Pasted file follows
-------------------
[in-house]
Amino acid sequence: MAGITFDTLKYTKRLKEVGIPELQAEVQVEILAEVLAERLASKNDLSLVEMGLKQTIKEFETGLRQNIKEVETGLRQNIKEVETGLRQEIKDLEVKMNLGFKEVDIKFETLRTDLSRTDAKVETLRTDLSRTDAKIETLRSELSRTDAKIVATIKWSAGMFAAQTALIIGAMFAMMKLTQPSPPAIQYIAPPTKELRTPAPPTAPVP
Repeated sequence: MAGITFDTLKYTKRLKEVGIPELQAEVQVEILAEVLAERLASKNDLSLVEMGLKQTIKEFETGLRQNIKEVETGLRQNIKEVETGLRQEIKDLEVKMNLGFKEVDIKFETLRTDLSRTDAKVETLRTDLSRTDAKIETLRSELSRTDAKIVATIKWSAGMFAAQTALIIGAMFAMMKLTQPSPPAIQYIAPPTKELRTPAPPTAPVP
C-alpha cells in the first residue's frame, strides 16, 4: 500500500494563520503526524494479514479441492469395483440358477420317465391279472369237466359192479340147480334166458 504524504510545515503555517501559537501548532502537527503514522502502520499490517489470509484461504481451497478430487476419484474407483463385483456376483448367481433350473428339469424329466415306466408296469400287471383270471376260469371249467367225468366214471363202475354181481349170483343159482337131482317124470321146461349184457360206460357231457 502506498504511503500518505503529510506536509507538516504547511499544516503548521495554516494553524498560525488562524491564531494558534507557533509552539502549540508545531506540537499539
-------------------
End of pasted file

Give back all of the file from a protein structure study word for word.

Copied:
[in-house]
Amino acid sequence: MAGITFDTLKYTKRLKEVGIPELQAEVQVEILAEVLAERLASKNDLSLVEMGLKQTIKEFETGLRQNIKEVETGLRQNIKEVETGLRQEIKDLEVKMNLGFKEVDIKFETLRTDLSRTDAKVETLRTDLSRTDAKIETLRSELSRTDAKIVATIKWSAGMFAAQTALIIGAMFAMMKLTQPSPPAIQYIAPPTKELRTPAPPTAPVP
Repeated sequence: MAGITFDTLKYTKRLKEVGIPELQAEVQVEILAEVLAERLASKNDLSLVEMGLKQTIKEFETGLRQNIKEVETGLRQNIKEVETGLRQEIKDLEVKMNLGFKEVDIKFETLRTDLSRTDAKVETLRTDLSRTDAKIETLRSELSRTDAKIVATIKWSAGMFAAQTALIIGAMFAMMKLTQPSPPAIQYIAPPTKELRTPAPPTAPVP
C-alpha cells in the first residue's frame, strides 16, 4: 500500500494563520503526524494479514479441492469395483440358477420317465391279472369237466359192479340147480334166458 504524504510545515503555517501559537501548532502537527503514522502502520499490517489470509484461504481451497478430487476419484474407483463385483456376483448367481433350473428339469424329466415306466408296469400287471383270471376260469371249467367225468366214471363202475354181481349170483343159482337131482317124470321146461349184457360206460357231457 502506498504511503500518505503529510506536509507538516504547511499544516503548521495554516494553524498560525488562524491564531494558534507557533509552539502549540508545531506540537499539